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Cannabis Legalization Steams Ahead as Studies of Potential Impacts Trickle In (excerpt)

On one hand, the sea change in American attitudes toward marijuana continues alongside a wave of policy changes that expand access to the drug for both medical and recreational purposes. On the other, the necessarily slower-moving scientific community looks back at previous changes to study their impacts while also looking forward to warn of potential effects of continued change. Even though a large recent study found a significant (if not huge) increase in both illicit cannabis use and use disorders in states enacting medical marijuana laws (MML) vs those that didn’t, a growing number of states and Canada rush toward even broader access.

Standing mostly on the sidelines, the alcohol beverage industry continues to wonder how legal cannabis will affect demand for various types of alcohol. So far, nothing conclusive turned up in Beer Institute economist Michael Uhrich’s analysis of beer sales in Colorado and Washington, post-legalization. While he and others consider legal weed one potential headwind for beer, as he presented at recent BI meeting, he still found more traditional factors like weather and unemployment were more likely than marijuana availability to impact beer sales at the county level. Longer-term, however, broader legalization could exacerbate existing pressures on beer prices, perhaps even more than it dampens demand and total sales volumes.

Canada a “Patchwork of Readiness”  While legalization largely happens state by state in the US, Canada’s plan to allow recreational sales by this time next year will provide an additional test-case. That country has less than year to sort through wide assortment of considerations before its government’s plan to legalize recreational sales next July. Currently, marijuana industry consultant Omar Khan called Canada a “patchwork of readiness,” he told CBC News late last month. The proposed “timeline’s going to be a challenge, no doubt,” acknowledged the previous chief of staff for Ontario’s health minister and current public affairs veep at Hill + Knowlton. While noting “fairly aggressive timeline,” he demurred at questioner’s suggestion that it may be “too tight.”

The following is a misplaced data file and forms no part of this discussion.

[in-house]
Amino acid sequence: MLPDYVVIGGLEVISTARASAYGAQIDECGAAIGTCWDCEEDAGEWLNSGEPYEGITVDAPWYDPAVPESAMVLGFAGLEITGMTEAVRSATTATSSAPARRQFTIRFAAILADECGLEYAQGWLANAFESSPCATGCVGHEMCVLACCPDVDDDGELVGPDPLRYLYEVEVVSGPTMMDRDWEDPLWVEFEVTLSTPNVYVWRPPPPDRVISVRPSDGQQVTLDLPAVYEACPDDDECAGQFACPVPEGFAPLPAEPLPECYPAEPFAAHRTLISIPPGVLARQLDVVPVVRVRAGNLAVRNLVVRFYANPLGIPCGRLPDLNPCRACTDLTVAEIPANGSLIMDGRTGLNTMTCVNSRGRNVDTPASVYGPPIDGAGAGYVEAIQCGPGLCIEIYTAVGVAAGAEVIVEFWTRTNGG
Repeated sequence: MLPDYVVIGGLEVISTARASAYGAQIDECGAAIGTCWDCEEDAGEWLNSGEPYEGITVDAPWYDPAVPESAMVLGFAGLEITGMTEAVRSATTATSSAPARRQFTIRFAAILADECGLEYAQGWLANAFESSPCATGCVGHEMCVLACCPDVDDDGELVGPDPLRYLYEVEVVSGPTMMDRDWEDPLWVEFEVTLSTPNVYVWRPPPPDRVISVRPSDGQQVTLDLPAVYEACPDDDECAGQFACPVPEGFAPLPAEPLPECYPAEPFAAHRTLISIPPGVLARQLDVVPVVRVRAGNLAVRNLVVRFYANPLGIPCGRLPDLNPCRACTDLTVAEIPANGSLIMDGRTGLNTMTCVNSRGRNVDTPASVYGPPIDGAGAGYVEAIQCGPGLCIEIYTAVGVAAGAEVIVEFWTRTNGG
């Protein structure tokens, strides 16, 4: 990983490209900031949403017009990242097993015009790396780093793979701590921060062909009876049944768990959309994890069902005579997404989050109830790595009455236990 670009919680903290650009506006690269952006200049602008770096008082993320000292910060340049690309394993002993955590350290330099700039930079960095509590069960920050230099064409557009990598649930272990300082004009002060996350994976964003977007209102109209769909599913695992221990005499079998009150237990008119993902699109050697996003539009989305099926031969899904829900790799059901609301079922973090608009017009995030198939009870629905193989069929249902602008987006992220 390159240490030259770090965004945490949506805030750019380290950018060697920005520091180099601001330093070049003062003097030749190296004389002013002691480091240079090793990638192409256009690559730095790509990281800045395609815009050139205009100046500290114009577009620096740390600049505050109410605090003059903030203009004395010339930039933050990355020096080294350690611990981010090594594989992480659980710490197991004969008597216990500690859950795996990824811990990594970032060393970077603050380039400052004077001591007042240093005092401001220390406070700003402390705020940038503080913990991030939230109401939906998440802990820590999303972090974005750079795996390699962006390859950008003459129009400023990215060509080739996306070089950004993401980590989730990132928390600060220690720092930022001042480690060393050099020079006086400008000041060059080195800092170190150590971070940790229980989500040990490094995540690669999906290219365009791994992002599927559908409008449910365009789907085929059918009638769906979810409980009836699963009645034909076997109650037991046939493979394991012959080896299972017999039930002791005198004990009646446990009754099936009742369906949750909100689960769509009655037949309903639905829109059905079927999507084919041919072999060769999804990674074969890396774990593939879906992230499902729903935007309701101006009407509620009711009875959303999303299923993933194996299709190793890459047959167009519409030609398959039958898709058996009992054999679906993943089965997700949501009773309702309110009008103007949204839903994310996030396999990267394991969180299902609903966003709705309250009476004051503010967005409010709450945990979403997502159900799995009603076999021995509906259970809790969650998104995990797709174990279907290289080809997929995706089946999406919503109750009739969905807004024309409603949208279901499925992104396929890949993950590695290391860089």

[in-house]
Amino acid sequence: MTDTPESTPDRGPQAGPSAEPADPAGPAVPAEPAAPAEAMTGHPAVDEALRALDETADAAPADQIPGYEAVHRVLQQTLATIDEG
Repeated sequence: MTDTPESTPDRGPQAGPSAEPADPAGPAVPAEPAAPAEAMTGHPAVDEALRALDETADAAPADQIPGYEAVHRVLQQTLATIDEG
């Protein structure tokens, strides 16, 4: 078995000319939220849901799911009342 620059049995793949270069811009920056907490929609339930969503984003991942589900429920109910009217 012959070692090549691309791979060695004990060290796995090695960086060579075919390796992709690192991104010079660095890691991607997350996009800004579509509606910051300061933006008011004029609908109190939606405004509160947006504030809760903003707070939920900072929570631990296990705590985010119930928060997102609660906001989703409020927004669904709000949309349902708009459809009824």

Among numerous considerations Canada faces over the next year, Khan wondered not about where it will be sold, but “where will one be able to use marijuana. For example, you can walk down a public sidewalk and smoke a cigarette, but you can’t walk down the sidewalk and drink a beer,” he said. He also cited “a lot of evidence that suggests” marijuana use causes “less” harm than “regular alcohol use,” of course. At the same time, others look at the alcohol or tobacco question for other policy considerations, most notably advertising. Canadian government recommendations suggest cannabis ads may fall under stricter control, modelled after tobacco policies, expecting “no beer-like ads featuring happy Canadians consuming pot with good-looking friends,” as the Toronto Star quipped. Deputy prime minister (and former health minister) Anne McLellan sees alc bev ads as “a failure in public health terms,” the Star paraphrased. However, pot industry members would clearly prefer greater freedom for branding and packaging than afforded tobacco, especially “since pot isn’t as dangerous to one’s health as tobacco,” the paper wrote. “In-store advertising,” not allowed in public spaces, may be a compromise.

Publishing Info

  • Year: 2017
  • Volume: 34
  • Issue #: 24
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